B. Illinois Consumer Fraud Act Claim Against Monaco

In Count IV of its second amended complaint, Plaintiff alleges that Monaco violated Section 2 of the Illinois Consumer Fraud and Deceptive Business Practices Act, 815 ILCS § 505/2, which prohibits [u]nfair methods of competition and unfair or deceptive acts or practices, including but not limited to the use or employment of any deception, fraud, false pretense, false promise, misrepresentation or the concealment, suppression or omission of any material fact, with intent that others rely upon the concealment, suppression or omission of such material fact, * * * in the conduct of any trade or commerce * * *. 815 ILCS 505/2. The elements of a claim under the Illinois Consumer Fraud Act are (1) the defendant engaged in a deceptive act or practice, (2) with the intent that the plaintiff rely on the deception, (3) in the course of trade or commerce, and that (4) the deception was the proximate cause of the claimant's alleged injury. See, e.g., ABN AMRO, Inc. v. Capital Intern. Ltd., 2008 WL 4286984, at *34 (N.D. Ill. September 16, 2008); Costa v. Mauro Chevrolet, Inc., 390 F.Supp.2d 720, 731 (N.D. Ill. 2005) (citing Neff v. Capital Acquisitions & Mgmt. Co., 238 F.Supp.2d 986, 994 (N.D. Ill. 2002)). A complaint alleging a violation of the Illinois Consumer Fraud Act must be pleaded with the same particularity and specificity under Rule 9(b) as that required for common law fraud. See, e.g., Costa, 390 F. Supp. 2d at 731 (collecting cases). Specifically, a plaintiff must state the identity of the person making the misrepresentation, the time, place, and content of the misrepresentation, and the method by which the misrepresentation was communicated. See, e.g., Sears v. Likens, 912 F.2d 889, 893 (7th Cir. 1990); DiLeo, 901 F.3d at 627.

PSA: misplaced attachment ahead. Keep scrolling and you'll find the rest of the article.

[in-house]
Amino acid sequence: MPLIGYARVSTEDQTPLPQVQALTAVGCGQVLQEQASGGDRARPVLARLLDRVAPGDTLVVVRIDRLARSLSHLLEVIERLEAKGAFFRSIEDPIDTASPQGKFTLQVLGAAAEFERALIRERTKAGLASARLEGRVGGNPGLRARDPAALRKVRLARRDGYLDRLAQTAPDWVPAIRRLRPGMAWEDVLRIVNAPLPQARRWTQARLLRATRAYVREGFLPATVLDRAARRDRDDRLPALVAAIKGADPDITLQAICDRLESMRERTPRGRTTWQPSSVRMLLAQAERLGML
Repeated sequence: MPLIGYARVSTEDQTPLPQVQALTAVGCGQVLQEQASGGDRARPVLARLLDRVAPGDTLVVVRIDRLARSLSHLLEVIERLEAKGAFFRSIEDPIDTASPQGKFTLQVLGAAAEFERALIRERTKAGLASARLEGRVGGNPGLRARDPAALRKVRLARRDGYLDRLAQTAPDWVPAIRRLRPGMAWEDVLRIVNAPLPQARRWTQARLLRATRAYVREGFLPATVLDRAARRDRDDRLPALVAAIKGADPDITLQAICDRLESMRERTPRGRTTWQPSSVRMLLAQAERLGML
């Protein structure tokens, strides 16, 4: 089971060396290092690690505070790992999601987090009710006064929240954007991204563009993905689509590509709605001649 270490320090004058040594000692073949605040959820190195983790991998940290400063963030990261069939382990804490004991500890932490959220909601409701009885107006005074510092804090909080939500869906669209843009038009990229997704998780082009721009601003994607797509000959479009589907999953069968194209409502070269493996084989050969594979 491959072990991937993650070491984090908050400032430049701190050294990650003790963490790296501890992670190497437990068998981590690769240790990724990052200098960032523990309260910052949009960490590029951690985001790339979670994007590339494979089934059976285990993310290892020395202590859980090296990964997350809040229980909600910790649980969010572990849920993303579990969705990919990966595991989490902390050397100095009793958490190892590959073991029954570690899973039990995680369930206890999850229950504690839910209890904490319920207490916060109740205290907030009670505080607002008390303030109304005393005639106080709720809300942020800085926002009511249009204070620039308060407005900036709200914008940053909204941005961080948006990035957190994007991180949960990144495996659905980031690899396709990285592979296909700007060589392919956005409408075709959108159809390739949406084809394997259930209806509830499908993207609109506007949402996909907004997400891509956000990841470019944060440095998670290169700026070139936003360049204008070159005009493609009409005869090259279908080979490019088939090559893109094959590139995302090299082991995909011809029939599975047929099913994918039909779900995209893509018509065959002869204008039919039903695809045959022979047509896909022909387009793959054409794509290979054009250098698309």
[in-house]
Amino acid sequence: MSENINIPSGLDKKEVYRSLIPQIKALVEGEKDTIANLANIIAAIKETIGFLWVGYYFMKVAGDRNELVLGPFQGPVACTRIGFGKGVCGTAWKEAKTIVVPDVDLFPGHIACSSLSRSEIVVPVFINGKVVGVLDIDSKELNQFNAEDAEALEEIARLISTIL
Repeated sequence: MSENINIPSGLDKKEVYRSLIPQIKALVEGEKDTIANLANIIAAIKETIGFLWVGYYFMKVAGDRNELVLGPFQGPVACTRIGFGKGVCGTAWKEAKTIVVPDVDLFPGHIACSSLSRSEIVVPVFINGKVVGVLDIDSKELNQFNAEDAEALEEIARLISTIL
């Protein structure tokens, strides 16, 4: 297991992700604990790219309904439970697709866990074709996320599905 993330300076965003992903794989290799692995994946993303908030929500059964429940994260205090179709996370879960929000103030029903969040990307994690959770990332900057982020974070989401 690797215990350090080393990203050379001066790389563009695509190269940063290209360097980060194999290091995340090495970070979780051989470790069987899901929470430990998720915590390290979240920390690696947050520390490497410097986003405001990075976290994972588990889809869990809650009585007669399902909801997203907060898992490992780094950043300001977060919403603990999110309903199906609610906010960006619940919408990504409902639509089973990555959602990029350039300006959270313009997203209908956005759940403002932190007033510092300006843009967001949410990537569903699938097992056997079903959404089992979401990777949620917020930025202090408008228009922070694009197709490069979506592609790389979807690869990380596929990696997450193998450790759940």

Illinois courts have held that "an omission or concealment of a material fact in the conduct of trade or commerce" by a manufacturer can constitute consumer fraud. Pappas v. Pella Corp., 363 Ill. App. 3d 795, 799 (1st Dist. 2006). However, it is not necessary to plead either a common law duty to disclose (Connick v. Suzuki Motor Co., 174 Ill. 2d 482, 505 (1996)) or actual reliance (see Perez v. Citicorp Mortgage, Inc., 301 Ill. App. 3d 413, 421 (1st Dist. 1998)) to state a valid claim based on an omission or concealment under the Consumer Fraud Act. Concealment is actionable where it is employed as a device to mislead. Connick, 174 Ill. 2d at 505. Also, "the seller's knowledge or ignorance about the falsity of its representations is irrelevant." See Priebe v. Autobarn, Ltd., 240 F.3d 584, 588 (7th Cir. 2001).

In Lipinski v. Martin J. Kelly Oldsmobile, Inc., 325 Ill. App. 3d 1139 (1st Dist. 2001), a case relied upon by Plaintiff, the plaintiff alleged that his car was defective because it had an excess risk of oil migration into the PVC system, resulting in excessive oil consumption and severe damage to the engine from insufficient oil. Plaintiff alleged that the engine in his car failed as a result of the defect. Plaintiff further alleged that defendants knew of the car's "tendency for excessive oil consumption" no later than January 30, 1997, when GM issued a technical bulletin to its dealers, yet they failed to disclose the defect. Id. at 1145-46. The defendants thus allegedly knew of the defect when they sold the car to the plaintiff in April 1997, and Plaintiff said he would not have purchased the car had he known of the tendency. Plaintiff claimed damages for the cost of replacing the engine and for the diminution in the value of the car. Id.The court held that such allegations were sufficient to state a claim under the Act. Id. at 1146.